General themes on the week’s Turkish economic data
We had a lot of data releases in Turkey this week. Rather than delve into the nitty gritties of the statistics, I would like to point out some general themes that emerged.
Here is the intro. my latest Hurriyet Daily News (HDN) column, where I go over a few general themes that emerged from this week’s Turkish econ. data releases. You can read the whole thing at the HDN website. I don’t have an addendum, but while revealing the fiscal figures, Finance Minister Mehmet “Nominal” Simsek shared his view on the economy. My friend Ozlem Derici, chief economist of Denizinvest, summarized the main points from the Minister’s remarks in bullet points. I will be using her format and respond to each in italics:
§ GDP growth is expected to be around 4% in 2013. US monetary policy and domestic politics pose downward risk for 2014 growth target: Pigs might fly, but the reality is that even 3 percent growth would be an achievement- which would imply that, as I explained in the column, unemployment is likely to increase.
§ We may see current account deficit narrowing significantly this year. Macro prudential measures, fiscal measures, depreciation in the currency and recovery in Europe will support improvement in current account balance: I am not so sure on the European recovery, but I am sure that the current account deficit will narrow, as I also explained in the column.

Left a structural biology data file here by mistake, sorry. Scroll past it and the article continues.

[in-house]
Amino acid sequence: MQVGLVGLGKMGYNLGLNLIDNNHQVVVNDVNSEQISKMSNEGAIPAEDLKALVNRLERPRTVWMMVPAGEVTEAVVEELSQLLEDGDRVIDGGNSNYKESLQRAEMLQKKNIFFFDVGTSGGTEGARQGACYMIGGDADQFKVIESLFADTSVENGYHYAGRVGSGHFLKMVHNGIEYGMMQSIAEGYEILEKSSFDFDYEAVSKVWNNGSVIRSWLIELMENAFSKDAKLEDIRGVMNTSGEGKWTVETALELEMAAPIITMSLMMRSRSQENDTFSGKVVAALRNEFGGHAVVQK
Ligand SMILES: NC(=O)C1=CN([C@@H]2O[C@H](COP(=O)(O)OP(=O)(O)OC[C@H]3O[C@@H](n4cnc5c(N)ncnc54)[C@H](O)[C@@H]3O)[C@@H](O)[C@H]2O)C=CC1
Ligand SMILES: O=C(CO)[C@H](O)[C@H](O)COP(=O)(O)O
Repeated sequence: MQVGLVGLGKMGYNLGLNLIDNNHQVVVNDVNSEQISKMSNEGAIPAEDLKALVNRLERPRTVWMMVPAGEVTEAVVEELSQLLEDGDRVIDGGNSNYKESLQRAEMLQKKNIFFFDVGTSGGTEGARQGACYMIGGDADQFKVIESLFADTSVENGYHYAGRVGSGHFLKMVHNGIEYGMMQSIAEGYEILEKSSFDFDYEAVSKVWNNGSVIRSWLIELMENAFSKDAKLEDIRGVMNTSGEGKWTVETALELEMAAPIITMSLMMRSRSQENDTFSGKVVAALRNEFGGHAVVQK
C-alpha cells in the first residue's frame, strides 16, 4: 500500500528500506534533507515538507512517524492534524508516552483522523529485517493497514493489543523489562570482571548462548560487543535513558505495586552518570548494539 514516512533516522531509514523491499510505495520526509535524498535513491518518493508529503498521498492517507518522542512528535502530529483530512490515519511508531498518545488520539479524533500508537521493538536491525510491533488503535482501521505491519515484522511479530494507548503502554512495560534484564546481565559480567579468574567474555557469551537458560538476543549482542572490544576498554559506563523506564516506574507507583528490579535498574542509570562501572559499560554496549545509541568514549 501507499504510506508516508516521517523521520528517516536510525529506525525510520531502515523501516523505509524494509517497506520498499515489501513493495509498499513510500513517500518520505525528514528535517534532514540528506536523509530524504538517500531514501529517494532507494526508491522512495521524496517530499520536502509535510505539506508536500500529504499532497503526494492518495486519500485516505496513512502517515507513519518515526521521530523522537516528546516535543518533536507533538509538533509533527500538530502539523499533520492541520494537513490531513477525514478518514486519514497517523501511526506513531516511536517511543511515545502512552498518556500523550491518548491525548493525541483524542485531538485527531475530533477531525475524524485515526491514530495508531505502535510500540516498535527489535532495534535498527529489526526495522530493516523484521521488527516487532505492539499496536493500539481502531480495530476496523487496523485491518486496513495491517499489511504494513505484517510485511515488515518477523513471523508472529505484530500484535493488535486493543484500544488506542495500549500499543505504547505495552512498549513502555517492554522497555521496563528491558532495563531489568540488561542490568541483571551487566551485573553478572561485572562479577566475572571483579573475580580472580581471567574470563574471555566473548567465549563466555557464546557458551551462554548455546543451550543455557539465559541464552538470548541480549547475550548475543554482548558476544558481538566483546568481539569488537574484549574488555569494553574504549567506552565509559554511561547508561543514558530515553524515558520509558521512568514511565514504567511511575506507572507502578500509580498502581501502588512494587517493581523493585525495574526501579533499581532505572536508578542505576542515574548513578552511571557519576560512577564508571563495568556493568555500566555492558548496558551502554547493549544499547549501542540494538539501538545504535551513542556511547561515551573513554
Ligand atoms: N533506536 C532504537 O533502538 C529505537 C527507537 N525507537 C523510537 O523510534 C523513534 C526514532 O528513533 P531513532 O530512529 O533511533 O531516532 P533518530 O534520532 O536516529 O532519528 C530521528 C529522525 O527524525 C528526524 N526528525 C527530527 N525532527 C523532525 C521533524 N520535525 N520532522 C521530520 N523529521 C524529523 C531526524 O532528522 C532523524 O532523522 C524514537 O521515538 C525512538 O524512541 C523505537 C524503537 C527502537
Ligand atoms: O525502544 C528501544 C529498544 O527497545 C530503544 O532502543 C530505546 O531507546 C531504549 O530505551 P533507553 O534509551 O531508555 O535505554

§ There is no reason for inflation to remain high. Large output gap eliminates demand pressure over prices, reduces pricing power.: There is a lot of reason for inflation to remain high, as I explained in a recent blog/post. The factors I mentioned there will more than offset the favorable effect from the output gap.
§ Short term open FX position of the corporate sector has come down to US$14bn: This data is not published, but I doubt it would be that small.
§ Fiscal balances will remain strong in the period ahead, banking system is sound and there is no deterioration in household balance sheet: Fiscal balances will not remain strong, not only because of probable pork-barrel spending before the local elections at the end of March, but also because the strong VATs that drove the budget will not be there this year. Also, as I explained in the column, since there isn’t budget flexibility, fiscal strength doesn’t mean a lot in Turkey. Running a tight fiscal ship is useful to control inflation and the current account deficit, but there is not a lot of room to support the economy without running a significant budget deficit. The government could do it last year because of the robust tax revenues, which we won’t be seeing this year.
§ We do not have to implement orthodox monetary policy only because some others want us to do so, states Minister Simsek.: Sure, but you will have to because the lira depreciation will force you to- eventually if not at the upcoming rate meeting next week.
§ Fiscal measures should come as no surprise for the CBT. We communicated the measures in general terms with the CBT, says Minister Simsek.: I will ask Governor Erdem Basci if I see him:)
§ Minister Simsek will visit investors in London and NY next week to explain the recent developments in Turkey: Have a pint for me as well:)
§ No further measures are in the agenda from fiscal side this year, yet taxes may be adjusted on the upside or downside should conditions change dramatically.: Upside, not downside. Also, we will be seeing natural gas price hikes soon, as I explained in a recent post– despite claims to the opposite from the Ministry of Energy- it will just be after the elections.
§ Privatization revenue in the order of TL6.8bn is expected to be transferred to Treasury this year and no slippage that requires a change in strategy is expected.: OK, I believe you:)
Now, you know why I call the guy Minister of Public Enlightenment and Propaganda:)…
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